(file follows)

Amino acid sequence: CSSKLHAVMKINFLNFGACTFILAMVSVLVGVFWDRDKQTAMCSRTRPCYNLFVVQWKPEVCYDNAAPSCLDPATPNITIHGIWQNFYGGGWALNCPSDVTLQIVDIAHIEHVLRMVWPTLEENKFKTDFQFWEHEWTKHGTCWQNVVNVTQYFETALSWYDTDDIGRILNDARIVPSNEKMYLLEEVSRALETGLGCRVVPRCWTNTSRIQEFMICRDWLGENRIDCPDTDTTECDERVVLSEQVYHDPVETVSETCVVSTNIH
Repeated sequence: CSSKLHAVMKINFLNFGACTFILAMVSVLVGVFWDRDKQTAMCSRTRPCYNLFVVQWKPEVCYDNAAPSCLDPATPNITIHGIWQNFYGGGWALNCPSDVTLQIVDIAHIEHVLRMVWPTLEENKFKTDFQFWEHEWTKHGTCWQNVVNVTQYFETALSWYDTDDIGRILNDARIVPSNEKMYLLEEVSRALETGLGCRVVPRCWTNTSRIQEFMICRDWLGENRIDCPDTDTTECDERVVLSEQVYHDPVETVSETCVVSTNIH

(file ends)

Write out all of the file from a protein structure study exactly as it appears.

Amino acid sequence: CSSKLHAVMKINFLNFGACTFILAMVSVLVGVFWDRDKQTAMCSRTRPCYNLFVVQWKPEVCYDNAAPSCLDPATPNITIHGIWQNFYGGGWALNCPSDVTLQIVDIAHIEHVLRMVWPTLEENKFKTDFQFWEHEWTKHGTCWQNVVNVTQYFETALSWYDTDDIGRILNDARIVPSNEKMYLLEEVSRALETGLGCRVVPRCWTNTSRIQEFMICRDWLGENRIDCPDTDTTECDERVVLSEQVYHDPVETVSETCVVSTNIH
Repeated sequence: CSSKLHAVMKINFLNFGACTFILAMVSVLVGVFWDRDKQTAMCSRTRPCYNLFVVQWKPEVCYDNAAPSCLDPATPNITIHGIWQNFYGGGWALNCPSDVTLQIVDIAHIEHVLRMVWPTLEENKFKTDFQFWEHEWTKHGTCWQNVVNVTQYFETALSWYDTDDIGRILNDARIVPSNEKMYLLEEVSRALETGLGCRVVPRCWTNTSRIQEFMICRDWLGENRIDCPDTDTTECDERVVLSEQVYHDPVETVSETCVVSTNIH